Giving Medicine to Kids

Giving Medicine to Kids – a few tips

10 August 2021
Posted by: Chelsea

Children can become a little unwell at almost any time, just like adults.

There is nothing wrong with giving them some medication to help – providing strict guidelines and principles are followed.

We’re going to discuss some of these here but please keep in mind we are not offering qualified medical advice. You must discuss your child’s symptoms and medications with your doctor or pharmacist.

Using medicines with kids – some basics

In general terms:

  • don’t immediately rush to the medicine cabinet if your child is feeling a little poorly. Children can have little 10-minute malaises which will be gone before you’ve even finished closing up the bottle. Of course, this doesn’t apply to diagnosed conditions and prescribed medicines;
  • be very cautious with homespun remedies. All our Grans had these and many have been passed down the family line through generations and become lore. However, by today’s standards and knowledge, some might be fine but others a lot less so;
  • never give your child medication unless you have discussed it fully with a medically qualified professional beforehand. This is particularly important with some homoeopathic preparations, which might be fine for adults and older children but far riskier for younger kids;
  • look out for recurring problems. Healthy children shouldn’t be getting frequent headaches, sore throats, coughs, abdominal pains and temperatures etc. If you’re regularly reaching for the medication, it’s time for a doctor’s check;
  • don’t allow even older children to self-medicate. There is no universal answer to this but it might be wise to think along the lines that children can start taking and managing their own medication around the time they start learning to drive.

Giving medicine to kids – some general categories and tips

To be safe:

  • be absolutely sure you understand the dosage appropriate to your child’s age, weight and overall medical condition;
  • do not give over-the-counter medications to children who are also taking prescribed medicines without checking it in advance with your doctor;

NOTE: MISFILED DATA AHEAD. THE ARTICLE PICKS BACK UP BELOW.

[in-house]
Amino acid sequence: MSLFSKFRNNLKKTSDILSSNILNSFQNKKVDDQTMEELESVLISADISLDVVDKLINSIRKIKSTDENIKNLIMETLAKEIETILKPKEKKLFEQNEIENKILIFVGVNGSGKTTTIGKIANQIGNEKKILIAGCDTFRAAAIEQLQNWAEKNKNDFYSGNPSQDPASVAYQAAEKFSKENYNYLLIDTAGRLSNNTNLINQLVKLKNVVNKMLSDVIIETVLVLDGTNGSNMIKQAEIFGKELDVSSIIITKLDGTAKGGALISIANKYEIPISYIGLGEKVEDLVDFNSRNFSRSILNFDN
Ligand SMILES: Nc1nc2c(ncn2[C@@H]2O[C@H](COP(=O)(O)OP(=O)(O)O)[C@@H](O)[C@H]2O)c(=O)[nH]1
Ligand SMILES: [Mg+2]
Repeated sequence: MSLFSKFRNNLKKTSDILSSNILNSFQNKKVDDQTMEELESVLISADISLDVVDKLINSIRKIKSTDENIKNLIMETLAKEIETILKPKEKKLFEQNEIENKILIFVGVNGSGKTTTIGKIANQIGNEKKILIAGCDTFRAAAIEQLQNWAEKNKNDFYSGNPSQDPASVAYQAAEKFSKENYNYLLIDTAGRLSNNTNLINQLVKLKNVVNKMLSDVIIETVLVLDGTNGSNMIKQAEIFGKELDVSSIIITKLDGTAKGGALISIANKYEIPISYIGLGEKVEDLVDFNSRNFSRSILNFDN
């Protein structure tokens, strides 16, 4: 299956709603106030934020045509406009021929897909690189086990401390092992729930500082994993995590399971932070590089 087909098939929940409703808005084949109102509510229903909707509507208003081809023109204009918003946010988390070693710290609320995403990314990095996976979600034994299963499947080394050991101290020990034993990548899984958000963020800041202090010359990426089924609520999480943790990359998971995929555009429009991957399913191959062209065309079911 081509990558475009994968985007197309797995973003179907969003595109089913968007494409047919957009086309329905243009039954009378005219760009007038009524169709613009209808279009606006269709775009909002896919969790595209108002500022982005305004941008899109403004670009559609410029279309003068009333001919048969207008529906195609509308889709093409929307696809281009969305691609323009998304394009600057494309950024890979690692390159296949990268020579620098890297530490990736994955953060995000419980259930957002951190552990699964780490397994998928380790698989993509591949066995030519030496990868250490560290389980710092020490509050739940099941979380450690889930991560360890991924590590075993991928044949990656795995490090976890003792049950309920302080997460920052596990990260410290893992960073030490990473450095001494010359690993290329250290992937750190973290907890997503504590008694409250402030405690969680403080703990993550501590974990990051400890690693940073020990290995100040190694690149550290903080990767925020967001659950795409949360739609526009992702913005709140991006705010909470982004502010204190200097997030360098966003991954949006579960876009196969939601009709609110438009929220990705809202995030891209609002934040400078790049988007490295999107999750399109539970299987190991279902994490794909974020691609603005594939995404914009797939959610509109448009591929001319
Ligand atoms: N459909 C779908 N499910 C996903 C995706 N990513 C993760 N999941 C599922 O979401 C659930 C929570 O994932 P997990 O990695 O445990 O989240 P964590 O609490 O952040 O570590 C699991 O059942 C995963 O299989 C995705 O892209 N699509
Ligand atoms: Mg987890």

• remember that some pills and syrups can have very different strengths while looking identical. Double check on the packing or with a pharmacist – plus look for “child safe” indications on boxes;
  • avoid giving aspirin to children under 12-14 – unless specifically authorised by a doctor. There are far less risky solutions for pain relief in kids, such as paracetamol and ibuprofen (not if your child has asthma) in appropriate doses;
  • if your child has a cold and is under say 6 years, let their body deal with it naturally. Try not to start giving medication unless they have a slight temperature at night and might benefit from a little child-safe paracetamol. In particular, don’t use nasal decongestant sprays. Older children may benefit from some child medications for cold symptoms relief but use sparingly;
  • remember, paracetamol and ibuprofen have little or no effect on tummy aches, blocked noses or coughs. Some children’s cough syrups or vapour rubs may be beneficial for the latter two. For stomach ache, rest is the best solution;
  • don’t give medication for diarrhoea or constipation unless it has been prescribed or offered by a qualified pharmacist;
  • if your child suffers from some forms of allergies, antihistamines may offer some benefits but again, only use on doctor’s advice;
  • antibiotics are totally useless against viruses such as a cold, the flu or COVID-19, though they may offer some benefits in helping to deal with secondary bacteriological infections. Never give your child someone else’s antibiotics or any other form of medicine;
  • finally, never use freely available anti-vomiting medicines with children, other than following a doctor’s advice.

Summary

Be cautious and sparing in your use of home medications with children – particularly younger kids.

Don’t feel guilty about ‘bothering’ your doctor or pharmacist. They’re there to help, put your mind at rest and to aid in avoiding accidents with medication.

 

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